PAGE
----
Gunning for the Zeitgeist
How the quest for the big message novel keeps selling characters short.
Years ago, a friend of mine attended a reggae concert where the lead singer asked the crowd, “Who wants to hear a song about Rodney King?” The crowd screamed “Yeah!” but the singer wasn’t satisfied. “I can’t hear you! Who wants to hear a song about Rodney King?” More yells, shouts, enthusiasm, but not enough. This went on for several minutes. Finally, when the crowd was going wild, the singer began: “R-r-r-rodney King, Rodney King, Rodney King, Rodney King!” Those were the lyrics to the entire song.
That story came to mind often as I was reading Meg Wolitzer’s The Interestings (Riverhead, $28), a very ambitious, decades-spanning novel that wears its pop-cultural significance with the awkward self-consciousness of a rapper in a jacket made of hundred-dollar bills. In The Interestings, Wolitzer aims to explore what happens to creative kids with big dreams as they grow older and must contend with electric bills and chronic depression and young children on the autism spectrum. The result is a rephrasing of Langston Hughes’s immortal question “What happens to a dream deferred?”—but sent through Louis C.K.’s White-People Problems transmogrifier. Rather than drying up like a raisin in the sun, upper-middle-class white people’s dreams seem to sit and gather dust amid the noise and clutter of a mundane life, like a piece of indigenous art from a country they’ve never visited, displayed to make them seem more interesting than they actually are.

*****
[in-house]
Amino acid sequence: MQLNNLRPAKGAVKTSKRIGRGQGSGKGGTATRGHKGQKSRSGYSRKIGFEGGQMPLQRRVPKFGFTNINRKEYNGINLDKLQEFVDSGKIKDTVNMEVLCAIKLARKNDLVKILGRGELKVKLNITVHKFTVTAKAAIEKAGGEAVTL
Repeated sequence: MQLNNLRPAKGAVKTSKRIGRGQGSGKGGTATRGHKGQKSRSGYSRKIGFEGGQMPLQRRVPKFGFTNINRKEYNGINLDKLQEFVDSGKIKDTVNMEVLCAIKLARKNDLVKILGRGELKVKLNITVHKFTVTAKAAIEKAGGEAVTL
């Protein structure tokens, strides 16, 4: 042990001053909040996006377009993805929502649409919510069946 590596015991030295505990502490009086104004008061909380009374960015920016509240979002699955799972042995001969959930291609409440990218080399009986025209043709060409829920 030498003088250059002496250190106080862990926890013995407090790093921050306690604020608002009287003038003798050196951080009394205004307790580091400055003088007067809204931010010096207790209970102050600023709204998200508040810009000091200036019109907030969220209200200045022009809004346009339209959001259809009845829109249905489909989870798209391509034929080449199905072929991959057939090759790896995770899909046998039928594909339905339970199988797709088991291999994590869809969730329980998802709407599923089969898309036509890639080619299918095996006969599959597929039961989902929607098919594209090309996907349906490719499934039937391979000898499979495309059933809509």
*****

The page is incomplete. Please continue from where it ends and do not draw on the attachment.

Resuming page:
The book’s protagonist, Jules Jacobson, spends a lifetime trying to convince herself and others that she’s more interesting than she actually